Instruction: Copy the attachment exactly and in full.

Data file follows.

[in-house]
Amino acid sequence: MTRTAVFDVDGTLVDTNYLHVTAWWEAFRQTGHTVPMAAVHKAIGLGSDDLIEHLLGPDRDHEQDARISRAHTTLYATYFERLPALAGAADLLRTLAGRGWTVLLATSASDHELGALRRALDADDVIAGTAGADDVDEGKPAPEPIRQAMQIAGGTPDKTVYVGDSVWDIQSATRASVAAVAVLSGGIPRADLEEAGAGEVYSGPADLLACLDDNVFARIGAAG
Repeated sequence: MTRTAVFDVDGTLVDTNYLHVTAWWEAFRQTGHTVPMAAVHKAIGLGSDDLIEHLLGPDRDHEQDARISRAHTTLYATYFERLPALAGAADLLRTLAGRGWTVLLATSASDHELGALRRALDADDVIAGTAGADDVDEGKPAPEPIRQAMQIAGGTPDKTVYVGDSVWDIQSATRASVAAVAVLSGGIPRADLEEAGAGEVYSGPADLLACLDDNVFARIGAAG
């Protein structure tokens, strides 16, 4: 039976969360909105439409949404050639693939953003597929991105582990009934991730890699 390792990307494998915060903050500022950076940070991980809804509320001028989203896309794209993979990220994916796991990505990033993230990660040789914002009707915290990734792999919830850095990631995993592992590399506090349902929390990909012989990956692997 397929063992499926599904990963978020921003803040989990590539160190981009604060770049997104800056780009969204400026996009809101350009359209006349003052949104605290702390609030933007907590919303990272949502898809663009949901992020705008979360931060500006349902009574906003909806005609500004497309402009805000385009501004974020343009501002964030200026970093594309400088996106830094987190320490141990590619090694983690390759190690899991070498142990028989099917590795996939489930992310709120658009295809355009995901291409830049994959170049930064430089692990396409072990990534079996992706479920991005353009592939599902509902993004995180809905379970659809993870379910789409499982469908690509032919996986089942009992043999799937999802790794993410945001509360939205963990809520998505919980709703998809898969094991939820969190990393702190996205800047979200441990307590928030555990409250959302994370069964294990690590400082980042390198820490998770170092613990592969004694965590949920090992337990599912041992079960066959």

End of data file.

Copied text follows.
[in-house]
Amino acid sequence: MTRTAVFDVDGTLVDTNYLHVTAWWEAFRQTGHTVPMAAVHKAIGLGSDDLIEHLLGPDRDHEQDARISRAHTTLYATYFERLPALAGAADLLRTLAGRGWTVLLATSASDHELGALRRALDADDVIAGTAGADDVDEGKPAPEPIRQAMQIAGGTPDKTVYVGDSVWDIQSATRASVAAVAVLSGGIPRADLEEAGAGEVYSGPADLLACLDDNVFARIGAAG
Repeated sequence: MTRTAVFDVDGTLVDTNYLHVTAWWEAFRQTGHTVPMAAVHKAIGLGSDDLIEHLLGPDRDHEQDARISRAHTTLYATYFERLPALAGAADLLRTLAGRGWTVLLATSASDHELGALRRALDADDVIAGTAGADDVDEGKPAPEPIRQAMQIAGGTPDKTVYVGDSVWDIQSATRASVAAVAVLSGGIPRADLEEAGAGEVYSGPADLLACLDDNVFARIGAAG
């Protein structure tokens, strides 16, 4: 039976969360909105439409949404050639693939953003597929991105582990009934991730890699 390792990307494998915060903050500022950076940070991980809804509320001028989203896309794209993979990220994916796991990505990033993230990660040789914002009707915290990734792999919830850095990631995993592992590399506090349902929390990909012989990956692997 397929063992499926599904990963978020921003803040989990590539160190981009604060770049997104800056780009969204400026996009809101350009359209006349003052949104605290702390609030933007907590919303990272949502898809663009949901992020705008979360931060500006349902009574906003909806005609500004497309402009805000385009501004974020343009501002964030200026970093594309400088996106830094987190320490141990590619090694983690390759190690899991070498142990028989099917590795996939489930992310709120658009295809355009995901291409830049994959170049930064430089692990396409072990990534079996992706479920991005353009592939599902509902993004995180809905379970659809993870379910789409499982469908690509032919996986089942009992043999799937999802790794993410945001509360939205963990809520998505919980709703998809898969094991939820969190990393702190996205800047979200441990307590928030555990409250959302994370069964294990690590400082980042390198820490998770170092613990592969004694965590949920090992337990599912041992079960066959």